Happy New Year, Internet. Be sure to check me out at A Year In The Kitchen, my new project in 2008. Here's to More.
Wednesday, December 19, 2007
Apparently, Britney Spears' little sister is some kind of television star on a show for 8-year-olds, I guess. I mean, I'm not familiar, but she's famous enough to be on the news this morning.
She's sixteen. And she's pregnant.
Britney, when asked, said, "Ding dang, y'all, Jamie-Lynn's pregnant! I'ms gonna be an aunt, or maybe an uncle. We don't know if she's havin' a boy or a girl yet."
You know, I'm not, like, all weird and judgey about teenage pregnancy. My husband's a high school teacher, and I got over being shocked his first year teaching, when he had four students who were knocked up. One was even due at the same time I was, with the same obstetrician and at the same hospital--Dan and I kept imagining awkward scenarios where she and I ended up as roommates in the postpartum ward.
But this seems just so weird to me. I mean, sixteen-year-olds get pregnant all the time, I get it. But she seems really excited about it. She's planning to move back to Louisiana to raise the baby with "a normal family life."
I wonder where she's going to find a normal family. I mean, her mother was writing a parenting book when this happened. Seriously? A parenting book? From Britney Spears' mother? Did I hear that right? We're not talking about a children's book, something about, I don't know, pigs and tractors and hootch stills?
Same news program: kids who have sex education are statistically less likely to have sex before age 15. 79% and 59% less likely for boys and girls respectively. I mean, that's, you know, fairly significant.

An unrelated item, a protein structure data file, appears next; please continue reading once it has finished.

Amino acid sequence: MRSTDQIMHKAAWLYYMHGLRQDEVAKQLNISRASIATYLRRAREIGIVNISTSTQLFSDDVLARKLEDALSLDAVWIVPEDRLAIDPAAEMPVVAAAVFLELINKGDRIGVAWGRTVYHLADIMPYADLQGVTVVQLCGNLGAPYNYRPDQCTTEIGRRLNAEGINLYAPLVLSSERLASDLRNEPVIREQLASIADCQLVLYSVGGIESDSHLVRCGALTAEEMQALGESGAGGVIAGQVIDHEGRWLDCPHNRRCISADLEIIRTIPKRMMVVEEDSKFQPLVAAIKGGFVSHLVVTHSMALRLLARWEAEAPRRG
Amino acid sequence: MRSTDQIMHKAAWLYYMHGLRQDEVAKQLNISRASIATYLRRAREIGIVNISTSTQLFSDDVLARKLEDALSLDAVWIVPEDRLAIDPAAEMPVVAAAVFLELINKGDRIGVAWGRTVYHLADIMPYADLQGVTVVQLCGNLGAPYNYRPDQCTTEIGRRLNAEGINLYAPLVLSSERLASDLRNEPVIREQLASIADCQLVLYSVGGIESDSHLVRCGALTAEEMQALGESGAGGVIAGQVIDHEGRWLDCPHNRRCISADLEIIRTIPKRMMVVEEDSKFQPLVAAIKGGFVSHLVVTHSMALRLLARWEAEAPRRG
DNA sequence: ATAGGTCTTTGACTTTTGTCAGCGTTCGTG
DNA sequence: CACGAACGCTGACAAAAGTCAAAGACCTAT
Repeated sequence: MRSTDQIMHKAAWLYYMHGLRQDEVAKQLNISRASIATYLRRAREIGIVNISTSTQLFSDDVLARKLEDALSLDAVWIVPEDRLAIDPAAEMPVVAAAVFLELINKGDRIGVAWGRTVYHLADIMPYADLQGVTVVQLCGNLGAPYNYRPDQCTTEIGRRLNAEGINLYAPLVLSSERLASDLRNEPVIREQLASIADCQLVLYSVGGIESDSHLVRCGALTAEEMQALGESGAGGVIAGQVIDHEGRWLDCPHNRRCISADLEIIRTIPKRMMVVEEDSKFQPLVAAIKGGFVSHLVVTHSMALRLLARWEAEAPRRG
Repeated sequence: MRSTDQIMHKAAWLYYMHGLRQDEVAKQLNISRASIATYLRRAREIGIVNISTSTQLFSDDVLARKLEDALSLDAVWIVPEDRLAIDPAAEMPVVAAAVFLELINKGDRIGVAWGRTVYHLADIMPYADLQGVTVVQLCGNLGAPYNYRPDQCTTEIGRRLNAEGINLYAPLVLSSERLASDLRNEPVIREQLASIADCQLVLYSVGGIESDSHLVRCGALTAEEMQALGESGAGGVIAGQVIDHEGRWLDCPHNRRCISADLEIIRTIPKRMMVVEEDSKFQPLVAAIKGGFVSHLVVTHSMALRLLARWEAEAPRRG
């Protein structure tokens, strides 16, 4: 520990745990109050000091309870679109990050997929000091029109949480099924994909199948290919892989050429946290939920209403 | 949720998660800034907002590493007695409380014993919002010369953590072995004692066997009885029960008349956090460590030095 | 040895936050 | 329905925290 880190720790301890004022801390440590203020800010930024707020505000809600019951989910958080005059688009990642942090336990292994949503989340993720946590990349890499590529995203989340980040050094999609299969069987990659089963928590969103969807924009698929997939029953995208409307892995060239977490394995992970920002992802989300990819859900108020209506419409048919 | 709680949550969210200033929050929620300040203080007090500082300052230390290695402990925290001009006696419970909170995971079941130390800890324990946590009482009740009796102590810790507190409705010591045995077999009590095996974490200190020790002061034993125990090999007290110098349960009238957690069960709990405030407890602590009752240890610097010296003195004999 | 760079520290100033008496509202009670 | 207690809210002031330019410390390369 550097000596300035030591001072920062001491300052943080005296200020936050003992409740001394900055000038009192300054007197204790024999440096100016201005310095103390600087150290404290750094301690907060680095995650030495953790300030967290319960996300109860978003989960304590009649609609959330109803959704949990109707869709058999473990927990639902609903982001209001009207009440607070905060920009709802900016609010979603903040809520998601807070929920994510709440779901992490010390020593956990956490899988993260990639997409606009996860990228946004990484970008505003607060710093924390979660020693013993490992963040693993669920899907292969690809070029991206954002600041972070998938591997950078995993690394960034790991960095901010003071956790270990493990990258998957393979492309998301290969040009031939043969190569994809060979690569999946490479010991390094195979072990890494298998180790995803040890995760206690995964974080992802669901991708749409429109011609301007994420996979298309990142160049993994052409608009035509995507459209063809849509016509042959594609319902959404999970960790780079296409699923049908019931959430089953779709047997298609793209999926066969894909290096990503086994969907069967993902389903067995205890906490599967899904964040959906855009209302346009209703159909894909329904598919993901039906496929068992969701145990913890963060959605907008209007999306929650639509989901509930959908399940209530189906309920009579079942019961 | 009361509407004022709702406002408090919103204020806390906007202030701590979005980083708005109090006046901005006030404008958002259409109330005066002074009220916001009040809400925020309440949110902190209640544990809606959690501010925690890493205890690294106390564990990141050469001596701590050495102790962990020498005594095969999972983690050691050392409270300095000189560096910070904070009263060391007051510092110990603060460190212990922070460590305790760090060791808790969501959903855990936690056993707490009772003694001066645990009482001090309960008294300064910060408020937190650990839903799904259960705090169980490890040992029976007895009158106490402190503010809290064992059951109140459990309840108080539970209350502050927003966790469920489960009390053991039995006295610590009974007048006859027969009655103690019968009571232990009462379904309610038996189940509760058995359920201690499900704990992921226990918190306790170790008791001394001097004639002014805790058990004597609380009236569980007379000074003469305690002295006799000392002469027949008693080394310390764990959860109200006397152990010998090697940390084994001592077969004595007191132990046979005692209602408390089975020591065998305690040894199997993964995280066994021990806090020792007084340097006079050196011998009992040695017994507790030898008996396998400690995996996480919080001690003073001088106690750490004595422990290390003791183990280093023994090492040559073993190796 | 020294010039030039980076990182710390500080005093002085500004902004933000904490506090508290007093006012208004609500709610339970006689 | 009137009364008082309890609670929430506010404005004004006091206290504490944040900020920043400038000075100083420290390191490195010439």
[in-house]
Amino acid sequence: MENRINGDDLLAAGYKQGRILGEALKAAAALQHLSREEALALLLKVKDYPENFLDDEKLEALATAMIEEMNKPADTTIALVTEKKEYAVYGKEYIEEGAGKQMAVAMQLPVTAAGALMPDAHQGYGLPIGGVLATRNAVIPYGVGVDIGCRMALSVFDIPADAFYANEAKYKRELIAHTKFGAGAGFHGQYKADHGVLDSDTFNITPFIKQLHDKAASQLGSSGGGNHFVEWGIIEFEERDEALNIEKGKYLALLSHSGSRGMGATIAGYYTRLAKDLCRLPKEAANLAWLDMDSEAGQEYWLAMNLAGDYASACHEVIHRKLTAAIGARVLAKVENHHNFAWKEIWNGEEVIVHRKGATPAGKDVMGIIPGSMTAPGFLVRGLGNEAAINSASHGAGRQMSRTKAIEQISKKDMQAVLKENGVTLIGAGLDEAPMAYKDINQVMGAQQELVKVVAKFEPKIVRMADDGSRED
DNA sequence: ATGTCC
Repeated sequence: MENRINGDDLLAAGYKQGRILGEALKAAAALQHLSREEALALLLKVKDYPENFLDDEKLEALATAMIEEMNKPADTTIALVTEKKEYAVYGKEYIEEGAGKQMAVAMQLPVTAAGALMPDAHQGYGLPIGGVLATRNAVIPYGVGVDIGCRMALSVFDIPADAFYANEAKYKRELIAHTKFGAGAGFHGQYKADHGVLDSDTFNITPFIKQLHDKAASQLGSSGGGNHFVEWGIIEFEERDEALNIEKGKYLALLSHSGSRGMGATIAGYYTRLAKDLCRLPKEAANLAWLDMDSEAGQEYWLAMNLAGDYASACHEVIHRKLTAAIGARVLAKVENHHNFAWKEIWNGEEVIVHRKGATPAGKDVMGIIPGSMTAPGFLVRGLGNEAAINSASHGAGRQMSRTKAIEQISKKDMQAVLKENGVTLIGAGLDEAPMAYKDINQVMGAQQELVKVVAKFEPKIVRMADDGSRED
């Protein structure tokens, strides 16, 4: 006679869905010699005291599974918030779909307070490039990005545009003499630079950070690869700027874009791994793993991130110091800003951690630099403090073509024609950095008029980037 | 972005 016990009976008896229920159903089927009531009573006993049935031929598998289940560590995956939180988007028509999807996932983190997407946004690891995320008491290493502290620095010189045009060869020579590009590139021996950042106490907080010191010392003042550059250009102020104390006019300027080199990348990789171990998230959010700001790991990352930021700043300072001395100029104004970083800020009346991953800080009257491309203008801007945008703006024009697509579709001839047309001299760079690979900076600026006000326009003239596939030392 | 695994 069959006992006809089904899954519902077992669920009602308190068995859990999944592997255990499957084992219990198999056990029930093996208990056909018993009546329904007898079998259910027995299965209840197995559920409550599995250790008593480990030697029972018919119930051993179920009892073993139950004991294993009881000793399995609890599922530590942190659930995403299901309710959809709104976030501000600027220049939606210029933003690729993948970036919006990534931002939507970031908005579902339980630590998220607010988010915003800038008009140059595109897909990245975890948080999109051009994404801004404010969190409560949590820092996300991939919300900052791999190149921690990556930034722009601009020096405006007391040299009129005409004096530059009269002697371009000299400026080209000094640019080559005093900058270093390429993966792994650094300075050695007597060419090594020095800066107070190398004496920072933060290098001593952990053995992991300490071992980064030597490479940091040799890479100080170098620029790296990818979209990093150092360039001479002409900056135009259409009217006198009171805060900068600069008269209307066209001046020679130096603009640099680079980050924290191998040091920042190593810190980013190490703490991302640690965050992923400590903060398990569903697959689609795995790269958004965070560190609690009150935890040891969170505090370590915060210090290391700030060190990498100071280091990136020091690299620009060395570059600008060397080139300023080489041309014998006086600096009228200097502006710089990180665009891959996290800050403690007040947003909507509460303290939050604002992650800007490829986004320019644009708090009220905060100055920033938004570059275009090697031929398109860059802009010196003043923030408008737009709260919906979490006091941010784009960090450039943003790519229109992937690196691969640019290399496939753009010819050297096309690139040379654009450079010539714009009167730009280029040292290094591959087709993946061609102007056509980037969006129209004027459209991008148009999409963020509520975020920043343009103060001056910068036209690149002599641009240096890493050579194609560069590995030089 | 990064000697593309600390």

So look, say you've got a swimming pool. You can tell your kids that the pool is dangerous. You can tell them to stay away from it. You can put a fence around the pool with a locked gate. But whatever you do to keep your kid out, this is a fact: your kid is going to get into that pool. Sooner or later, your kid is going swimming. Do you not think that you should maybe get your kid some swimming lessons? How is that not the responsible thing to do?
I really just can't fathom how this is even a question anymore. Sex education for Max? Yes please. Whatever it takes to keep him out of the pool as long as we can, we'll do it. But we've got no illusions about the fact that it's a decision he will make for himself, regardless of what we want. Did no one tell this kid, this Jamie-Lynn Spears, about where babies come from?
She seems to think that this will all be some kind of kick, some kind of good time. Look at me, I've got an expensive handbag and a nice car and a baby, y'all! Like I said, I'm trying to not be judgey, but give me a break. Parenthood is tough. It's hard work. I'm not saying a sixteen-year-old doesn't know how to work hard, but how is this something that a kid, and she is still a kid, could possibly be ready for?
And she has the audacity to tell other kids that they shouldn't have premarital sex. Really? No premarital sex? Well, I'm pretty sure you've lost all your credibility with anybody who was listening to begin with, and you really sound like a hypocrite, but definitely tell your own kid that too. I'm sure it'll work out for her as well as it did for you. Jamie-Lynn, 30-year-old grandmother.
Wanna know what parenthood is really like, Jamie-Lynn? Why don't you ask your big sister? I hear she's a shoo-in for mother of the year, y'all.
Thursday, December 13, 2007
1. Play the French Horn. I like music, but it's not anything I'm particularly talented at. I can pick out a few bars on the piano here and there, and I played the flute in 6th grade but never got very good at it. But one of the first pieces of classical music I can remember hearing, and loving, was the wolf's theme from Prokofiev's "Peter And The Wolf." I would love to be able to play that.
2. Paint. I've taken...oh, dozens of art classes since childhood, including pottery, sculpture, photography, and graphic design. But anything 2-dimensional doesn't seem to be within my realm.